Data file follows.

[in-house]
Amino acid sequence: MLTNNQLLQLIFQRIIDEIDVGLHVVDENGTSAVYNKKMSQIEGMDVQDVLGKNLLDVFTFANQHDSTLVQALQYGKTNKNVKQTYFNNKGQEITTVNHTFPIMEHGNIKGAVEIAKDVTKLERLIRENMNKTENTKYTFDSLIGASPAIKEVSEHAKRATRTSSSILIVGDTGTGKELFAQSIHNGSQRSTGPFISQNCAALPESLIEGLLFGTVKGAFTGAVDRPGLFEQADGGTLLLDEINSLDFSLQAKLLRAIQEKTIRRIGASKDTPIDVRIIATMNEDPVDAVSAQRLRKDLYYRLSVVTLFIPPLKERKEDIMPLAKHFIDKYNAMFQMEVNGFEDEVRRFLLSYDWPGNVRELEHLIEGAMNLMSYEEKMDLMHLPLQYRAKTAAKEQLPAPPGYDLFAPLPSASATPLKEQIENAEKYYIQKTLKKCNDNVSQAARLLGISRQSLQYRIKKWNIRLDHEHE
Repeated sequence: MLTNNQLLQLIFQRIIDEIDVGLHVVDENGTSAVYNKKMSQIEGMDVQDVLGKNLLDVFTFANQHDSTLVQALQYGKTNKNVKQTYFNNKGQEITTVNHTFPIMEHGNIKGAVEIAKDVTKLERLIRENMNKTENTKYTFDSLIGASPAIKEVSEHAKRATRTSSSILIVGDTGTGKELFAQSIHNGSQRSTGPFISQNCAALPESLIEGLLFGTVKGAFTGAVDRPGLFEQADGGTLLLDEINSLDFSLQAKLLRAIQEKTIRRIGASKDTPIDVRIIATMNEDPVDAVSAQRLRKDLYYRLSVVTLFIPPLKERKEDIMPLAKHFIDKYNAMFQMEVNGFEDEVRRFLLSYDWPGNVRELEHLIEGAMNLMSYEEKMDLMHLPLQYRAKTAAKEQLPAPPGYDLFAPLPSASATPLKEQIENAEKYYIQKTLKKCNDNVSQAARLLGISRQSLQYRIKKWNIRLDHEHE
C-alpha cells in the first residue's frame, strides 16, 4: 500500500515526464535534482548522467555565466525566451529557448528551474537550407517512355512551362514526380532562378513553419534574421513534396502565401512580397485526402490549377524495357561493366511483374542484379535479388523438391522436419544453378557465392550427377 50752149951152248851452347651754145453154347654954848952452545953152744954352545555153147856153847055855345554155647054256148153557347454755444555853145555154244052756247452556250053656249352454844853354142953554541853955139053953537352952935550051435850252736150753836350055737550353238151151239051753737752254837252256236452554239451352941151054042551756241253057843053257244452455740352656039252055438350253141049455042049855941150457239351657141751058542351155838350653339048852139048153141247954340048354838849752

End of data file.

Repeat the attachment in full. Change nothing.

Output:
[in-house]
Amino acid sequence: MLTNNQLLQLIFQRIIDEIDVGLHVVDENGTSAVYNKKMSQIEGMDVQDVLGKNLLDVFTFANQHDSTLVQALQYGKTNKNVKQTYFNNKGQEITTVNHTFPIMEHGNIKGAVEIAKDVTKLERLIRENMNKTENTKYTFDSLIGASPAIKEVSEHAKRATRTSSSILIVGDTGTGKELFAQSIHNGSQRSTGPFISQNCAALPESLIEGLLFGTVKGAFTGAVDRPGLFEQADGGTLLLDEINSLDFSLQAKLLRAIQEKTIRRIGASKDTPIDVRIIATMNEDPVDAVSAQRLRKDLYYRLSVVTLFIPPLKERKEDIMPLAKHFIDKYNAMFQMEVNGFEDEVRRFLLSYDWPGNVRELEHLIEGAMNLMSYEEKMDLMHLPLQYRAKTAAKEQLPAPPGYDLFAPLPSASATPLKEQIENAEKYYIQKTLKKCNDNVSQAARLLGISRQSLQYRIKKWNIRLDHEHE
Repeated sequence: MLTNNQLLQLIFQRIIDEIDVGLHVVDENGTSAVYNKKMSQIEGMDVQDVLGKNLLDVFTFANQHDSTLVQALQYGKTNKNVKQTYFNNKGQEITTVNHTFPIMEHGNIKGAVEIAKDVTKLERLIRENMNKTENTKYTFDSLIGASPAIKEVSEHAKRATRTSSSILIVGDTGTGKELFAQSIHNGSQRSTGPFISQNCAALPESLIEGLLFGTVKGAFTGAVDRPGLFEQADGGTLLLDEINSLDFSLQAKLLRAIQEKTIRRIGASKDTPIDVRIIATMNEDPVDAVSAQRLRKDLYYRLSVVTLFIPPLKERKEDIMPLAKHFIDKYNAMFQMEVNGFEDEVRRFLLSYDWPGNVRELEHLIEGAMNLMSYEEKMDLMHLPLQYRAKTAAKEQLPAPPGYDLFAPLPSASATPLKEQIENAEKYYIQKTLKKCNDNVSQAARLLGISRQSLQYRIKKWNIRLDHEHE
C-alpha cells in the first residue's frame, strides 16, 4: 500500500515526464535534482548522467555565466525566451529557448528551474537550407517512355512551362514526380532562378513553419534574421513534396502565401512580397485526402490549377524495357561493366511483374542484379535479388523438391522436419544453378557465392550427377 50752149951152248851452347651754145453154347654954848952452545953152744954352545555153147856153847055855345554155647054256148153557347454755444555853145555154244052756247452556250053656249352454844853354142953554541853955139053953537352952935550051435850252736150753836350055737550353238151151239051753737752254837252256236452554239451352941151054042551756241253057843053257244452455740352656039252055438350253141049455042049855941150457239351657141751058542351155838350653339048852139048153141247954340048354838849752